Some tree myths you need to remember to forget

Staking trees is not typically necessary, except for those with large canopies in windy conditions. If you do need to stake a tree, using wide, flexible straps will not damage the bark.

I rarely leave a room once.

There's always something I forget. I walk three steps and forget where I'm going. I have to retrace my steps and re-enact what I was doing to get back on track.

When I was a kid, I memorized phone numbers, video games and chess openings. I knew the words to songs on the radio. Now, I carry a pen and a piece of paper in my back pocket just so I can remember to take out the garbage. But it works. It's like having my memory back.

There are many horticultural practices that would best be forgotten when it comes to trees.

Or at least better understood. Some practices that have been long disproved are still being applied today.

Wound paint

A branch is correctly pruned slightly off the trunk, outside the swollen collar, and will naturally seal the wound with callus tissue.

Wound paint does nothing to aid this process. In fact, there are some indications it may actually slow the process down.

Wound paint, or pruning paint, is a waste of time and money for the sake of caring for the tree. If you just like the way it looks, latex paint works just fine.


Most trees do not need to be staked. The exceptions are trees with large canopies that may be susceptible to blowing over.

Unstaked trees actually develop a more extensive root system and stronger trunk than staked trees.

Staking material is flexible, flat and breathable. Wire or rope can damage bark.

Staking should not be in place longer than a year or the material can become imbedded and girdle the trunk.

For fast-growing trees, staking may need to be removed earlier than a year.

Trunk wrap

Sunscald occurs on the trunks of newly planted trees, particularly thin-barked trees such as maples.

Tree wrap is a lightweight material intended to protect the trunk from temperature fluctuations on the south side of the tree.

However, research indicates tree wrap does very little to prevent this and has been shown to be ineffective against preventing insect damage.

Proper planting techniques, plant selection and adequate water are the best methods to prevent sunscald.

Compensation pruning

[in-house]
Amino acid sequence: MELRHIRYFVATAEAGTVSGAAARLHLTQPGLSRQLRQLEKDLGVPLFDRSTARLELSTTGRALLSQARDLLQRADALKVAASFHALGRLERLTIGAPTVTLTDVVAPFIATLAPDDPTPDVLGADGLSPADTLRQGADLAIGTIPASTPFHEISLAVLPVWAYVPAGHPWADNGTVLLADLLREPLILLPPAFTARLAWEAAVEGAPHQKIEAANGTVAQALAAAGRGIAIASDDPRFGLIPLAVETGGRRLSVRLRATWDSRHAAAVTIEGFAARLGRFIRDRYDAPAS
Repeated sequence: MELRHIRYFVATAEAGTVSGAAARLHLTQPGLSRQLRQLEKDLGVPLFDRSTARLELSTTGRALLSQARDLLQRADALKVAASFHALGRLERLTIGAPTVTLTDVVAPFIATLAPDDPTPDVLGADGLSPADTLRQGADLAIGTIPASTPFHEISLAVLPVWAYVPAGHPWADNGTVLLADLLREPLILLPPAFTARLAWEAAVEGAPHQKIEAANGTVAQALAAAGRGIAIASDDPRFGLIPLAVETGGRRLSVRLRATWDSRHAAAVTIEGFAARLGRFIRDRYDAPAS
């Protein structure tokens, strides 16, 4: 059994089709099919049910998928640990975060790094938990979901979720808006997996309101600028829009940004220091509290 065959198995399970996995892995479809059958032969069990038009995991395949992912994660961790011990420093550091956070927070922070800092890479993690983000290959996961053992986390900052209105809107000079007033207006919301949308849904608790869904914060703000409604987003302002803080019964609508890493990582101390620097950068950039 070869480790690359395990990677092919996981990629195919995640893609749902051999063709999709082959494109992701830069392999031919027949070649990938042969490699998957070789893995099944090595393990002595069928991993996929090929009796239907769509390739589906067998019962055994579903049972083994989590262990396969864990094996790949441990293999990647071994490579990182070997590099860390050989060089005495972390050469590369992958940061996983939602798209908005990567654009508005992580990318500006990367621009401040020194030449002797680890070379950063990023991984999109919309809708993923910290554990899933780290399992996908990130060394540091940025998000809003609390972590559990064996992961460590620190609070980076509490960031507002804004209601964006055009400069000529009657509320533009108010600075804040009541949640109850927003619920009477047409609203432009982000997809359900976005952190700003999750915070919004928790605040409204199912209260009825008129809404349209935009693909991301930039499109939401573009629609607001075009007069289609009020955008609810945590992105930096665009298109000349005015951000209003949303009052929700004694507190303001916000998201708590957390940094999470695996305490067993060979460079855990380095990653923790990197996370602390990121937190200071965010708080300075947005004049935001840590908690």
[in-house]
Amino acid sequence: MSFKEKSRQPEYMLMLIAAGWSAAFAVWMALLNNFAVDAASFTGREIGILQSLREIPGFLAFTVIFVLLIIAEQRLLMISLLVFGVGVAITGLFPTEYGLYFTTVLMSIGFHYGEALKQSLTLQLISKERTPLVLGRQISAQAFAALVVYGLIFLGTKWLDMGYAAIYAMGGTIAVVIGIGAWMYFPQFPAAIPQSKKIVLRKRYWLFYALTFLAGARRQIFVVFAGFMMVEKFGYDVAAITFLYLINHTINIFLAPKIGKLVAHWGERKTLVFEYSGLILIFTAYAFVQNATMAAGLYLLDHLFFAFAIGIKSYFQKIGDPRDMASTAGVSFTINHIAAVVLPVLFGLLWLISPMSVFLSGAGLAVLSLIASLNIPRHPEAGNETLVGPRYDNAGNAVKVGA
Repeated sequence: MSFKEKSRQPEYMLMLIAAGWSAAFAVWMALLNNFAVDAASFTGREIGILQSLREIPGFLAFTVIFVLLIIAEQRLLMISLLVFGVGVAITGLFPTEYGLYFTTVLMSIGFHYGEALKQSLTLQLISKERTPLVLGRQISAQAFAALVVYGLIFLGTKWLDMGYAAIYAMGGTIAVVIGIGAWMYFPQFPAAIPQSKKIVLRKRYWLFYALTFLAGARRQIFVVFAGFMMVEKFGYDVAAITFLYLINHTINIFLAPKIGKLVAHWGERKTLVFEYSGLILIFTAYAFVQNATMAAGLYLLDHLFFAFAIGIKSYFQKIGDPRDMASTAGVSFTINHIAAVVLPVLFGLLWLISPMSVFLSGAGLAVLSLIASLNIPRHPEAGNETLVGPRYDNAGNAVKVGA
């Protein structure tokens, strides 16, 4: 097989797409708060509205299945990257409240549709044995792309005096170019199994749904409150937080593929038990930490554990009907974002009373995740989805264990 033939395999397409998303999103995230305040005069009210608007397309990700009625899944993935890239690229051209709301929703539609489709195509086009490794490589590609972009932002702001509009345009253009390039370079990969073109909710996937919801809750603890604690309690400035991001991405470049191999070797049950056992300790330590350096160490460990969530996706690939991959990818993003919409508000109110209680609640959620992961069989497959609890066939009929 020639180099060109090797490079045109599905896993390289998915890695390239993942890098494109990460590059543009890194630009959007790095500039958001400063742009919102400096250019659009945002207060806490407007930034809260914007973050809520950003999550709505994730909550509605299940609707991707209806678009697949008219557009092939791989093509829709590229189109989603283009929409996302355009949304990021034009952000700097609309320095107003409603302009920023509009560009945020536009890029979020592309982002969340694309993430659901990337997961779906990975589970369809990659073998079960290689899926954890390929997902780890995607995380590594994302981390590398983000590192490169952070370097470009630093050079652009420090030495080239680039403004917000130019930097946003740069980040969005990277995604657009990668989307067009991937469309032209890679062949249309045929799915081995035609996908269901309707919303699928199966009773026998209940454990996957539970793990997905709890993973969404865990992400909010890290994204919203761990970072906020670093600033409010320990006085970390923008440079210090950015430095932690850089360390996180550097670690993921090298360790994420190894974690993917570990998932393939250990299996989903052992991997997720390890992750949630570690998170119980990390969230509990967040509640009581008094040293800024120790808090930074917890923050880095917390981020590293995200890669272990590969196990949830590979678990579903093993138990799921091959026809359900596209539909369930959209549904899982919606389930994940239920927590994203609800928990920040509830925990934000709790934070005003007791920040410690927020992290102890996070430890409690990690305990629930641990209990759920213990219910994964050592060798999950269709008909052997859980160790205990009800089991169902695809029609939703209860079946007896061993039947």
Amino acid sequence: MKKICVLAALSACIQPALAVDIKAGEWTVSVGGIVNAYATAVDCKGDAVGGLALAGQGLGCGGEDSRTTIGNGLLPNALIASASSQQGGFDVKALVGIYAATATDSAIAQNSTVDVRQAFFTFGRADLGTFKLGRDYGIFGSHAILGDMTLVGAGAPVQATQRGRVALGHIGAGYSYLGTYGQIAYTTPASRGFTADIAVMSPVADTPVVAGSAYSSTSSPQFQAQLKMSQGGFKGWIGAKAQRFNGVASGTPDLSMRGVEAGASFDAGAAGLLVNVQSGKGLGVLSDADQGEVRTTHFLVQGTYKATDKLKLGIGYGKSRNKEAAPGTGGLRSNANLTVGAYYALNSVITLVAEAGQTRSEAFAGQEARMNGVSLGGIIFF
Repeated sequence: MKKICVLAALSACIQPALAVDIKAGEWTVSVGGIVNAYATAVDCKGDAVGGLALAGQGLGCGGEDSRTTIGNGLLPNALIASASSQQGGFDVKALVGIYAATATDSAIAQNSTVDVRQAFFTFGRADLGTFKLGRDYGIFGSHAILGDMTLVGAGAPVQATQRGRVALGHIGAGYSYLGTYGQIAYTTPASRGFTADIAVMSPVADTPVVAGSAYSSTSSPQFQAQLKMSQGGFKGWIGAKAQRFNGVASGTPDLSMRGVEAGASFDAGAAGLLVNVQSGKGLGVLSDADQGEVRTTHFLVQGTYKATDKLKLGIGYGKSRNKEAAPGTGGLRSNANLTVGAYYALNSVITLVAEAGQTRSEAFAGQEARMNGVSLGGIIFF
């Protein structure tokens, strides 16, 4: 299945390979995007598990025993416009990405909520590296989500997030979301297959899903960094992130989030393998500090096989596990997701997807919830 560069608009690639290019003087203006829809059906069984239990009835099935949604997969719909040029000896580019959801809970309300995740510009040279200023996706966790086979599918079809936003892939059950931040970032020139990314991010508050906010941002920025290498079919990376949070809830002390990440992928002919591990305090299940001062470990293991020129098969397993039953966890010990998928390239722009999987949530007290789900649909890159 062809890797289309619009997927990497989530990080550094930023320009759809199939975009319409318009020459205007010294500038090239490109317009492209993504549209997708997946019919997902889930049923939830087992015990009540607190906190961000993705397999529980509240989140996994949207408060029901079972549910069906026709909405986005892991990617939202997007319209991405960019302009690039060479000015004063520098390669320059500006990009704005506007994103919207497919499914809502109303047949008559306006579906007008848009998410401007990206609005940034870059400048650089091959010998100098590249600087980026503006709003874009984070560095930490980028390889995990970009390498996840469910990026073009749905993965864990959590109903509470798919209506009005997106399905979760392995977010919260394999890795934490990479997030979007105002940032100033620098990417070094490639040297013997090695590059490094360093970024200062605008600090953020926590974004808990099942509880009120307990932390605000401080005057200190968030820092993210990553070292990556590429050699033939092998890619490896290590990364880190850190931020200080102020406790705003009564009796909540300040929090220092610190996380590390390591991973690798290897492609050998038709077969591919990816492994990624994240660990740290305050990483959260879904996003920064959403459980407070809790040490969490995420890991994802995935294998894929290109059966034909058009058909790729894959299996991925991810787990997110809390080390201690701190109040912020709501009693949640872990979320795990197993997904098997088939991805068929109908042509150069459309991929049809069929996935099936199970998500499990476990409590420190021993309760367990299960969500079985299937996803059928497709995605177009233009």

Tree canopies do not need to be pruned to compensate for root loss when planting.

Aside from removing damaged branches or cross-branching, the canopy should be left untouched to maximize photosynthetic production of carbohydrates.

As a result, root systems will become established more quickly.

Topped trees

Randomly chopping back a tree, often referred to as "topping," encourages growths called water sprouts.

Besides destroying the tree form, water sprouts are weak branches that form on the outer layers of the cambial tissue and are more susceptible to breaking than a true branch.

Properly pruning back to another branch encourages sturdy branch development.

Bleeding prune cuts

Pruning in spring can result in open wounds that weep watery sap.

This is especially true with certain trees such as river birch or maples, especially in the spring when sap is readily flowing.

While it looks like it hurts, trees are not damaged by oozing pruning wounds.

Fall and winter are ideal pruning times of the year because foliage has fallen from branches and structure is easier to judge.

And you'll avoid the unsightly bleeding.

Fertilizer spikes

The majority of tree roots are in the upper 12 inches to 24 inches of soil. Fertilizer spikes are concentrated sticks of nutrients that can burn feeder roots with a high concentration of salts.

Spikes also don't get nutrients to the majority of roots that are outside that small area.

A complete fertilizer can be applied as a slow-release granular, such as Osmocote, by spreading it over the soil surface beneath the mulch in May or June.

For more tree myths, look up the works of Alex Shigo ( Fortunately, I've been able to remember these myths. One of these days, I'll have to write them down.

Tony Bertauski is a horticulture instructor at Trident Technical College. To give feedback, email him at